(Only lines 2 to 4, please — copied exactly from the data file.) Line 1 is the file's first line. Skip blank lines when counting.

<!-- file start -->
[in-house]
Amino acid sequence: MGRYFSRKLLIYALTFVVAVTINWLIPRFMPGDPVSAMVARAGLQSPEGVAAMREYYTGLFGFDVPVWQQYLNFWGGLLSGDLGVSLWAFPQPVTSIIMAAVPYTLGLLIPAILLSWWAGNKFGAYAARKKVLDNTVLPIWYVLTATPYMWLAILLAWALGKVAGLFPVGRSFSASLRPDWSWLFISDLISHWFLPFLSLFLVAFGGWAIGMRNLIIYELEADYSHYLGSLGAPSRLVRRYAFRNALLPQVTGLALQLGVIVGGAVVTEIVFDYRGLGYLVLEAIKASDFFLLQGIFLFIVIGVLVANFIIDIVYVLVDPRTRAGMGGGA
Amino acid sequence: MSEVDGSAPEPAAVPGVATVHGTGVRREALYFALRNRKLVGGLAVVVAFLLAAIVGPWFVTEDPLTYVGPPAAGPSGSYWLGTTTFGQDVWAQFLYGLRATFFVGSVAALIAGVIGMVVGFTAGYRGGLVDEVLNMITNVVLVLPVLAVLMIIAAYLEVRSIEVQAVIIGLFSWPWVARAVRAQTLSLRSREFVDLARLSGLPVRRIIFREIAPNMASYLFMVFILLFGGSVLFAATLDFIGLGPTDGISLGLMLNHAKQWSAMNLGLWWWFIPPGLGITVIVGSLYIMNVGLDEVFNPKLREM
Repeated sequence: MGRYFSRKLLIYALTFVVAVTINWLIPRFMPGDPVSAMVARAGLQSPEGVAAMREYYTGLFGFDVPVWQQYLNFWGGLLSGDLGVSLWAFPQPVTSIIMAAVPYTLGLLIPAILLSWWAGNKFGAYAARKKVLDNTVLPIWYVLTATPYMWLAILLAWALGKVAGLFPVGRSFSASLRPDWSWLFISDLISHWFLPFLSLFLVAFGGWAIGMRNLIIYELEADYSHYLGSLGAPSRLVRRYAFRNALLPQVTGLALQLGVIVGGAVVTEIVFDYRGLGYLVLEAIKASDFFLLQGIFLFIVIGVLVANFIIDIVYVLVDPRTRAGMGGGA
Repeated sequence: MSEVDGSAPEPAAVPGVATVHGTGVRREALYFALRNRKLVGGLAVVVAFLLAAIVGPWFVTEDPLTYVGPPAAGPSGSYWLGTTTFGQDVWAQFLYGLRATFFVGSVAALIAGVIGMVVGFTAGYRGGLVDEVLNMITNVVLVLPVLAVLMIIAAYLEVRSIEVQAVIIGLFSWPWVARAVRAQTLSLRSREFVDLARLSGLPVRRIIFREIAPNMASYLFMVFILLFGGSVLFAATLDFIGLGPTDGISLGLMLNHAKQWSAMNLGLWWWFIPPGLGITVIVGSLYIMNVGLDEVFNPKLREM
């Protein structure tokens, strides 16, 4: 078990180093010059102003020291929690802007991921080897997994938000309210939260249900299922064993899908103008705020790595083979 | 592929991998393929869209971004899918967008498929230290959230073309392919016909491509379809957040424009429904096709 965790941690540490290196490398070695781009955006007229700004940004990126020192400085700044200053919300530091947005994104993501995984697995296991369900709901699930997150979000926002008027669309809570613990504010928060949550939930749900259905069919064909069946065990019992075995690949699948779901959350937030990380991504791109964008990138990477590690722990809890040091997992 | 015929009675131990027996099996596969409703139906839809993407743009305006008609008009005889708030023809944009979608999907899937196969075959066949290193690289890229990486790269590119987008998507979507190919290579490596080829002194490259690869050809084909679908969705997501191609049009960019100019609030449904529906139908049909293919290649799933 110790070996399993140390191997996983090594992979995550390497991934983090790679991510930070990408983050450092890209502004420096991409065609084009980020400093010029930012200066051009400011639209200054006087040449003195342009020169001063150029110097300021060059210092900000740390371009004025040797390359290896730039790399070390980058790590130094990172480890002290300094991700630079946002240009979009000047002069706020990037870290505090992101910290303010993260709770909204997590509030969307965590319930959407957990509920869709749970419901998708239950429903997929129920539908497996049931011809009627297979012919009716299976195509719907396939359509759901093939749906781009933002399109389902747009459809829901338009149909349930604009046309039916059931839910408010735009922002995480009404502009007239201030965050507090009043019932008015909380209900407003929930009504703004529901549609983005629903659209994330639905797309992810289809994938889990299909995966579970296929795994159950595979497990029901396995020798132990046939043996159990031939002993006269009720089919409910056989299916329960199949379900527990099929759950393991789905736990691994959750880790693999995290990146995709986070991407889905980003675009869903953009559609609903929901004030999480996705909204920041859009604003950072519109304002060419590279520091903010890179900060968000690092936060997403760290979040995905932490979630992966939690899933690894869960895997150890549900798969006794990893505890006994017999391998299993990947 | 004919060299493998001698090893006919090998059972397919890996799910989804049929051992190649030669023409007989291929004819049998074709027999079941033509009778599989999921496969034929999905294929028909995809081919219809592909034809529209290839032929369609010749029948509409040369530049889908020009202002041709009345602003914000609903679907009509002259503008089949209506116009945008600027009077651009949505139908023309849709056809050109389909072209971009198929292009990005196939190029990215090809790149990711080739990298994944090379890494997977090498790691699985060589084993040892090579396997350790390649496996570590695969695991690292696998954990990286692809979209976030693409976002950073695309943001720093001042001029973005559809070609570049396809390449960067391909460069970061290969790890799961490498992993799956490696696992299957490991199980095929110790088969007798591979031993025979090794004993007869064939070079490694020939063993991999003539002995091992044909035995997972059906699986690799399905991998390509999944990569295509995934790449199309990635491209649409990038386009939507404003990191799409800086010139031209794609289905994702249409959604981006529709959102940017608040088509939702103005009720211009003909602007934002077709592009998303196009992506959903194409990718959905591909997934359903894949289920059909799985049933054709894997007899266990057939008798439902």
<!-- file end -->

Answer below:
Amino acid sequence: MGRYFSRKLLIYALTFVVAVTINWLIPRFMPGDPVSAMVARAGLQSPEGVAAMREYYTGLFGFDVPVWQQYLNFWGGLLSGDLGVSLWAFPQPVTSIIMAAVPYTLGLLIPAILLSWWAGNKFGAYAARKKVLDNTVLPIWYVLTATPYMWLAILLAWALGKVAGLFPVGRSFSASLRPDWSWLFISDLISHWFLPFLSLFLVAFGGWAIGMRNLIIYELEADYSHYLGSLGAPSRLVRRYAFRNALLPQVTGLALQLGVIVGGAVVTEIVFDYRGLGYLVLEAIKASDFFLLQGIFLFIVIGVLVANFIIDIVYVLVDPRTRAGMGGGA
Amino acid sequence: MSEVDGSAPEPAAVPGVATVHGTGVRREALYFALRNRKLVGGLAVVVAFLLAAIVGPWFVTEDPLTYVGPPAAGPSGSYWLGTTTFGQDVWAQFLYGLRATFFVGSVAALIAGVIGMVVGFTAGYRGGLVDEVLNMITNVVLVLPVLAVLMIIAAYLEVRSIEVQAVIIGLFSWPWVARAVRAQTLSLRSREFVDLARLSGLPVRRIIFREIAPNMASYLFMVFILLFGGSVLFAATLDFIGLGPTDGISLGLMLNHAKQWSAMNLGLWWWFIPPGLGITVIVGSLYIMNVGLDEVFNPKLREM
Repeated sequence: MGRYFSRKLLIYALTFVVAVTINWLIPRFMPGDPVSAMVARAGLQSPEGVAAMREYYTGLFGFDVPVWQQYLNFWGGLLSGDLGVSLWAFPQPVTSIIMAAVPYTLGLLIPAILLSWWAGNKFGAYAARKKVLDNTVLPIWYVLTATPYMWLAILLAWALGKVAGLFPVGRSFSASLRPDWSWLFISDLISHWFLPFLSLFLVAFGGWAIGMRNLIIYELEADYSHYLGSLGAPSRLVRRYAFRNALLPQVTGLALQLGVIVGGAVVTEIVFDYRGLGYLVLEAIKASDFFLLQGIFLFIVIGVLVANFIIDIVYVLVDPRTRAGMGGGA